LinkedIn Makes Its Debut In the Live Video Space



Engagement on LinkedIn has skyrocketed with the addition of video. Their next frontier? Support for live video.

We are excited to announce the first round of leaders who will bring our 2020 theme HUMAN.X to life at the Broad stage this June (17-18).

You can finally participate in live video with your friends from work.

Following in the footsteps of Facebook, Twitter (via its Periscope product), Instagram, and YouTube, LinkedIn entered the world of live streaming this week as it announced the debut of LinkedIn Live.

In debuting this feature, LinkedIn’s director of product development Pete Davies recognizes the demand it addresses. “Live has been the most requested feature,” he said, an unsurprising fact given the astronomical growth of video on the site. By one statistic, video content performs twenty times better than posts with text alone. Creating new ways for users to utilize video was the next logical step in capitalizing on that demand for content.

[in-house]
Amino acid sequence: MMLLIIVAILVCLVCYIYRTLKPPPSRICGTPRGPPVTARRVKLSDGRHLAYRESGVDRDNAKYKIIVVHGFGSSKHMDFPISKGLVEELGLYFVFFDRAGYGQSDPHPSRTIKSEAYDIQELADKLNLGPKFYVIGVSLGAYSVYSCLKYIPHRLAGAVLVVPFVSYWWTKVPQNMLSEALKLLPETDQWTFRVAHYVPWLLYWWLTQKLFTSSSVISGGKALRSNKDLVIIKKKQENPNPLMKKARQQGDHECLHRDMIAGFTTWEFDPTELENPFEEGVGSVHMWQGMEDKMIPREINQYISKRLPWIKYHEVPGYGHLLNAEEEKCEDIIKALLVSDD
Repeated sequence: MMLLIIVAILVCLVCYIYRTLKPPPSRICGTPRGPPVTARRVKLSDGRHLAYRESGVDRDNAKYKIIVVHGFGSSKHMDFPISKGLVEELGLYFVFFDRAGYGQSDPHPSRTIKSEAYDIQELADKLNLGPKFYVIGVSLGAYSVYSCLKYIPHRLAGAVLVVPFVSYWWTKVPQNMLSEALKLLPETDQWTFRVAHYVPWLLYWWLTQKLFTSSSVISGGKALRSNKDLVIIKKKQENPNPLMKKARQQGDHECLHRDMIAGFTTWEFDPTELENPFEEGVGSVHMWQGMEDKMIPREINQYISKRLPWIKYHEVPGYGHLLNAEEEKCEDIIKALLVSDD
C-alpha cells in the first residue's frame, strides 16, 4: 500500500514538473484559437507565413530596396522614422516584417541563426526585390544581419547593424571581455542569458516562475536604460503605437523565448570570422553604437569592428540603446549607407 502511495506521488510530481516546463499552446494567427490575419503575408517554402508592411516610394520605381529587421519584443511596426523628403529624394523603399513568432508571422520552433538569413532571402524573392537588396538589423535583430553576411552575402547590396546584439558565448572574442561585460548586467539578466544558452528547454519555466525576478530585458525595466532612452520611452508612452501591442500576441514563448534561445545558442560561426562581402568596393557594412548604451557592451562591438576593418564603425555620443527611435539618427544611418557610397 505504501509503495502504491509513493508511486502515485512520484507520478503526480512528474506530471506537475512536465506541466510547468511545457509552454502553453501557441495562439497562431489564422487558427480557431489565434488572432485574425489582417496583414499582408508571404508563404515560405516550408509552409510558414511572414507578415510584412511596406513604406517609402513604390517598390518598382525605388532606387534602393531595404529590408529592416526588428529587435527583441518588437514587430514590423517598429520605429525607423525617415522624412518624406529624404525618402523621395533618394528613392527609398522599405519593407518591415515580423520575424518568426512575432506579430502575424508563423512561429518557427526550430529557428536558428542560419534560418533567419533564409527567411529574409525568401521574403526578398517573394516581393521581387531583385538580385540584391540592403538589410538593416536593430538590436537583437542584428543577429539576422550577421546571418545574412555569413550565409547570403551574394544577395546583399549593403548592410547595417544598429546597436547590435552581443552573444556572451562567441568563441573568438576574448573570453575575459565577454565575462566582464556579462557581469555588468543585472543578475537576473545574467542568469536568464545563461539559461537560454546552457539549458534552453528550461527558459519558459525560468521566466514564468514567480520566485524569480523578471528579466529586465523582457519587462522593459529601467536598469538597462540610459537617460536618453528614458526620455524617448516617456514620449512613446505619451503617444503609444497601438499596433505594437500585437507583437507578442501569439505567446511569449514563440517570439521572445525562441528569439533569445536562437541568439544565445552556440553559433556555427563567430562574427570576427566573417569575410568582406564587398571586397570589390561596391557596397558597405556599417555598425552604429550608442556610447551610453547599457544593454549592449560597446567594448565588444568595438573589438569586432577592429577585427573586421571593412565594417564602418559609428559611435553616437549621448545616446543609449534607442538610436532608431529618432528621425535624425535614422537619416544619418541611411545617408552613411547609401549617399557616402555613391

The still-in-beta tool will allow users and companies to live stream key elements of their professional experiences, like conference keynotes, product announcement, executive Q&As, and more staples of engagement that build on 2017’s launch of video on the platform. It’s unknown when the feature will roll out to LinkedIn’s 600 million global users, but it can currently be requested via contact form.

Whereas other platforms have focused on real-time, largely unedited footage for their live video, LinkedIn Live will elegantly integrate with third-party apps like Switcher Studio, Socialive and Brandlive to allow users to create and polish their live broadcasts. Given the professional and more produced nature of LinkedIn as a platform, such integrations feel appropriate. LinkedIn Live also marks the most high profile integration of the platform with its largely silent parent company, Microsoft; its Azure cloud solution will play a major role in the feature’s support. However, another Microsoft-owned product—Skype—is uninvolved in the Live effort.

This considerable pivot toward video promises to create a more dynamic feel on LinkedIn, a platform long lamented for feeling stuffy and overly formal. While live video has the potential to still look composed and produced, it also affords opportunities to share less staged parts of a connection or company’s personality. As the tool rolls out to more users, the impact it has on the site’s overall feel and tenor will be fascinating to watch.

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